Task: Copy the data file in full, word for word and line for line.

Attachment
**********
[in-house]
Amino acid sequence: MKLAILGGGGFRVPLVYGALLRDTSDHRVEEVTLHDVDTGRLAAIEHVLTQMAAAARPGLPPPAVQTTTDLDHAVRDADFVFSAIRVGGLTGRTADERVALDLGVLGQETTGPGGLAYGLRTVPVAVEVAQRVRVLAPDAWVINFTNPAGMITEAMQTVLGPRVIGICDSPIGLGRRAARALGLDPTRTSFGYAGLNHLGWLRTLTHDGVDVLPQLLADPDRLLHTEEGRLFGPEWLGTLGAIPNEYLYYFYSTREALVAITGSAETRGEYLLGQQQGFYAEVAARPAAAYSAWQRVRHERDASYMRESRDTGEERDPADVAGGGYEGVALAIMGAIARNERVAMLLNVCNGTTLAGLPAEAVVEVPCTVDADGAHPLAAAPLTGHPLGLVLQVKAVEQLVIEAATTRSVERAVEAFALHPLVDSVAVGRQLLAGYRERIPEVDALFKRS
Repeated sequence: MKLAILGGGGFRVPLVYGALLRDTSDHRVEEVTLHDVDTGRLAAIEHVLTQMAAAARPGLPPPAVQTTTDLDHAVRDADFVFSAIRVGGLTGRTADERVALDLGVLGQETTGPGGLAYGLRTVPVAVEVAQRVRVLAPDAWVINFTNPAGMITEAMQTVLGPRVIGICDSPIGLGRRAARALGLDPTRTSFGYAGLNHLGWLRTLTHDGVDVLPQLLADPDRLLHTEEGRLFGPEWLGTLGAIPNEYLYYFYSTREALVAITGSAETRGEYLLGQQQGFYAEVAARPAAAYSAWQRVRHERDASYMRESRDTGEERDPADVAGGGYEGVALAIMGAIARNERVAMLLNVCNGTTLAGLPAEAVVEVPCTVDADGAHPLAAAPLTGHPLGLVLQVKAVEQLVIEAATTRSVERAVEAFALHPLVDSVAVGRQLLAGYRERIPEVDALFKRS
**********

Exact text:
[in-house]
Amino acid sequence: MKLAILGGGGFRVPLVYGALLRDTSDHRVEEVTLHDVDTGRLAAIEHVLTQMAAAARPGLPPPAVQTTTDLDHAVRDADFVFSAIRVGGLTGRTADERVALDLGVLGQETTGPGGLAYGLRTVPVAVEVAQRVRVLAPDAWVINFTNPAGMITEAMQTVLGPRVIGICDSPIGLGRRAARALGLDPTRTSFGYAGLNHLGWLRTLTHDGVDVLPQLLADPDRLLHTEEGRLFGPEWLGTLGAIPNEYLYYFYSTREALVAITGSAETRGEYLLGQQQGFYAEVAARPAAAYSAWQRVRHERDASYMRESRDTGEERDPADVAGGGYEGVALAIMGAIARNERVAMLLNVCNGTTLAGLPAEAVVEVPCTVDADGAHPLAAAPLTGHPLGLVLQVKAVEQLVIEAATTRSVERAVEAFALHPLVDSVAVGRQLLAGYRERIPEVDALFKRS
Repeated sequence: MKLAILGGGGFRVPLVYGALLRDTSDHRVEEVTLHDVDTGRLAAIEHVLTQMAAAARPGLPPPAVQTTTDLDHAVRDADFVFSAIRVGGLTGRTADERVALDLGVLGQETTGPGGLAYGLRTVPVAVEVAQRVRVLAPDAWVINFTNPAGMITEAMQTVLGPRVIGICDSPIGLGRRAARALGLDPTRTSFGYAGLNHLGWLRTLTHDGVDVLPQLLADPDRLLHTEEGRLFGPEWLGTLGAIPNEYLYYFYSTREALVAITGSAETRGEYLLGQQQGFYAEVAARPAAAYSAWQRVRHERDASYMRESRDTGEERDPADVAGGGYEGVALAIMGAIARNERVAMLLNVCNGTTLAGLPAEAVVEVPCTVDADGAHPLAAAPLTGHPLGLVLQVKAVEQLVIEAATTRSVERAVEAFALHPLVDSVAVGRQLLAGYRERIPEVDALFKRS